When coir dust mulch is applied to salt-sensitive plants care, has to be taken that the concentration of salt is not too high. The highest salt concentrations, though still low, are mainly observed in coir dust which is fresh and from coastal coconut trees. This salt concentration can be reduced by leaving the material in the rain, before applying the mulch in the field or nursery.

In a commercial tree nursery in Kenya, germination of cashew seeds is enhanced by applying a coir dust mulch. Besides, roots are not damaged after transplanting, thanks to the loose structure of the coir dust. Weeds in cashew plantations in India are suppressed by applying a layer of 7.5 cm of mulch in a 1.5 m radius around the trees. In Sri Lanka, this kind of mulch is mainly used in semi-perennial crops like pineapple and ginger. Coir dust mulch suppressed some of the world’s worst weeds, namely goatweed, purple nutsedge and the sensitive mimosa plant.

Besides suppressing weeds, coir dust mulch also helps to establish cover crops. Herbaceous legumes are often used as cover crop under coconut in Sri Lanka, but they are suppressed by weeds in dry weather. Applying coir dust tackles the weeds, but favors the leguminous cover crop during the dry season.

Coir dust consists mainly of lignin, a woody substance which is poorly biodegradable. About 90 % is organic matter and the C/N ratio is extremely high (> 130). The low pH of 4.5 – 5.5 offers an extra protection against biodegradation, as many micro-organisms do not survive once the pH drops below 4. Slow biodegradation of organic mulches has been recently more and more looked for, especially in the humid and sub-humid tropics, where fast mineralization of the organic matter and leaching of minterals are big problems. While coir dust can easily be applied as a mulch, the recently produced video suggests that it is better to compost the coir dust first when one wants to use it to improve the soil structure. The video shows how one can easily make one’s own organic decomposer that is rich in good microbes to break down the lignin.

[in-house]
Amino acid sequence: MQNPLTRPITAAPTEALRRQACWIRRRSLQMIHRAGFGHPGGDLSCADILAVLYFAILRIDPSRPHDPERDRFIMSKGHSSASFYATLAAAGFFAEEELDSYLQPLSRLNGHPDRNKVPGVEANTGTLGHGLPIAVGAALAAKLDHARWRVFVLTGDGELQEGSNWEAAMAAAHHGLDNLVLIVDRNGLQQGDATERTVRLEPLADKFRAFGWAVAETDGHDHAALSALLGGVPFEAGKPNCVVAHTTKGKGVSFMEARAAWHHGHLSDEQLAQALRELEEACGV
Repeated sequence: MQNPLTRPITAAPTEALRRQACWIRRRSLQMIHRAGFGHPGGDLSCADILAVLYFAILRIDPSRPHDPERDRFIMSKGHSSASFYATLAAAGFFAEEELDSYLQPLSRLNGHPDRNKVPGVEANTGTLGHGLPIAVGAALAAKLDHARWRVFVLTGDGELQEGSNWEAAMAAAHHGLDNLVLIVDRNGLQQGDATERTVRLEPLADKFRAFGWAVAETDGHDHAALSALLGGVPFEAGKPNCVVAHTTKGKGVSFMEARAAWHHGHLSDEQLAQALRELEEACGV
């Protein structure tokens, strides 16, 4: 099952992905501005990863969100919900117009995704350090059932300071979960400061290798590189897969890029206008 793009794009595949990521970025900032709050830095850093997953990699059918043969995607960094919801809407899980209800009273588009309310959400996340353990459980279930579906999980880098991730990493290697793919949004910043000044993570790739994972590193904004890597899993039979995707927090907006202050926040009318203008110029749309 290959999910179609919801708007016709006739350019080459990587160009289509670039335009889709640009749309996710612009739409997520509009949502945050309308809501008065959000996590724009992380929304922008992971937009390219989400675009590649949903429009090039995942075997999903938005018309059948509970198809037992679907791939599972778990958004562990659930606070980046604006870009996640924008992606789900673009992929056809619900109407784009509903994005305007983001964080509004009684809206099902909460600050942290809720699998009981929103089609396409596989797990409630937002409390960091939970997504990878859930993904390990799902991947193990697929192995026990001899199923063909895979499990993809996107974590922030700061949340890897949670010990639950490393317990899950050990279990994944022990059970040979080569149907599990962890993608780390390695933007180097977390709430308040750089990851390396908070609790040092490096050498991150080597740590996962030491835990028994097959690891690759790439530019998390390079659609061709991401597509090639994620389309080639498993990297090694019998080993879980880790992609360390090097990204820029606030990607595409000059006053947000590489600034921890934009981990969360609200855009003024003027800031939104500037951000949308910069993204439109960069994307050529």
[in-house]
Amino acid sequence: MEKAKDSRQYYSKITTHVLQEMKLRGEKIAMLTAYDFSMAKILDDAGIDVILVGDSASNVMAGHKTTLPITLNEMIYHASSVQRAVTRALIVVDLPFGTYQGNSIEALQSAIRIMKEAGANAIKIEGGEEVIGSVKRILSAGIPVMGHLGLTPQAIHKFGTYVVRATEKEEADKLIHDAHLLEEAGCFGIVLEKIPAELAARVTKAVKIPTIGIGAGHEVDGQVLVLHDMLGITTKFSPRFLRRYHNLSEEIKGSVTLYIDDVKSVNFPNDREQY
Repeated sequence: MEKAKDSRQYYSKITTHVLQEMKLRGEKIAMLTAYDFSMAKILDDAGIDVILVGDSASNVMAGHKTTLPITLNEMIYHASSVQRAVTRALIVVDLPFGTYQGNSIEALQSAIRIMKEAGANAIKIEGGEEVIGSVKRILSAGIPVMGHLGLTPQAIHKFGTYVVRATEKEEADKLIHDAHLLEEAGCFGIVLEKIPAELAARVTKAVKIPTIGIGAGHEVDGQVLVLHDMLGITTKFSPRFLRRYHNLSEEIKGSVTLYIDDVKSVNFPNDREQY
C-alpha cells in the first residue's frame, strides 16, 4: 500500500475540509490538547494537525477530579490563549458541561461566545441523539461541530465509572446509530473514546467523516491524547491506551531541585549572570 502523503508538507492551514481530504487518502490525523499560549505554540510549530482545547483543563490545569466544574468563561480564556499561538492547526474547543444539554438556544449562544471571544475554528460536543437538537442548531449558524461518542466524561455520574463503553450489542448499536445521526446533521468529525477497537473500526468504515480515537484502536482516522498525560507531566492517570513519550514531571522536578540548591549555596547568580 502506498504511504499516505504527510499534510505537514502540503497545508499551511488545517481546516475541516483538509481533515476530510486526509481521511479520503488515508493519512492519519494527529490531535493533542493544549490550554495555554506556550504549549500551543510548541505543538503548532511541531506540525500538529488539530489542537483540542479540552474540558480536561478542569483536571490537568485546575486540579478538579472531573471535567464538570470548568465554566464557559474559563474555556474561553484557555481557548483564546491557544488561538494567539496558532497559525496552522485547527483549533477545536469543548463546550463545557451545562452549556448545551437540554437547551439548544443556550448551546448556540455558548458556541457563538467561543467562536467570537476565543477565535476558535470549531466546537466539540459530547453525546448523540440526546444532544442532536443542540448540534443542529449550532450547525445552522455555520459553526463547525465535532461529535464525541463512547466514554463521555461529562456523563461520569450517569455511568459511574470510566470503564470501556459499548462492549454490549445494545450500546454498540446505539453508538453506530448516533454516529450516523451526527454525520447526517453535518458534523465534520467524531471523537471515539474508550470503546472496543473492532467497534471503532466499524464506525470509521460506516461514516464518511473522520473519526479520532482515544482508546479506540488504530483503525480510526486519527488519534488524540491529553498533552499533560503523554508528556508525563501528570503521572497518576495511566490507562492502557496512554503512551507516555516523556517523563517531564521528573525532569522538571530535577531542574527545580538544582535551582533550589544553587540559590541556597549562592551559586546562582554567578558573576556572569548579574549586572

Coir dust, being important to control weeds, improve soil physical conditions and increase water retention capacity, should be regarded as an important resource for soil conservation and sustainable land use in integrated cropping systems, and not as waste. The use of coir dust in the tropics, however, is not only hindered by a lack of knowledge, which the video aims to share, but is also seriously threatened as coir dust is increasingly exported to Europe where it is used as an horticulture substrate.

Further reading

Van Mele, P. 1997. Utilization of Coconut Coir Dust Mulch in the Tropics. Humus News, 13(1), p. 3-4.

Related blogs

Reviving soils

A revolution for our soil

Damaging the soil and our health with chemical reductionism

Related video

Coir pith – from waste to wealth

Inspiring platforms

Access Agriculture: hosts over 220 training videos in over 90 languages on a diversity of crops and livestock, sustainable soil and water management, basic food processing, etc. Each video describes underlying principles, as such encouraging people to experiment with new ideas.

EcoAgtube: a social media video platform where anyone from across the globe can upload their own videos related to natural farming and circular economy.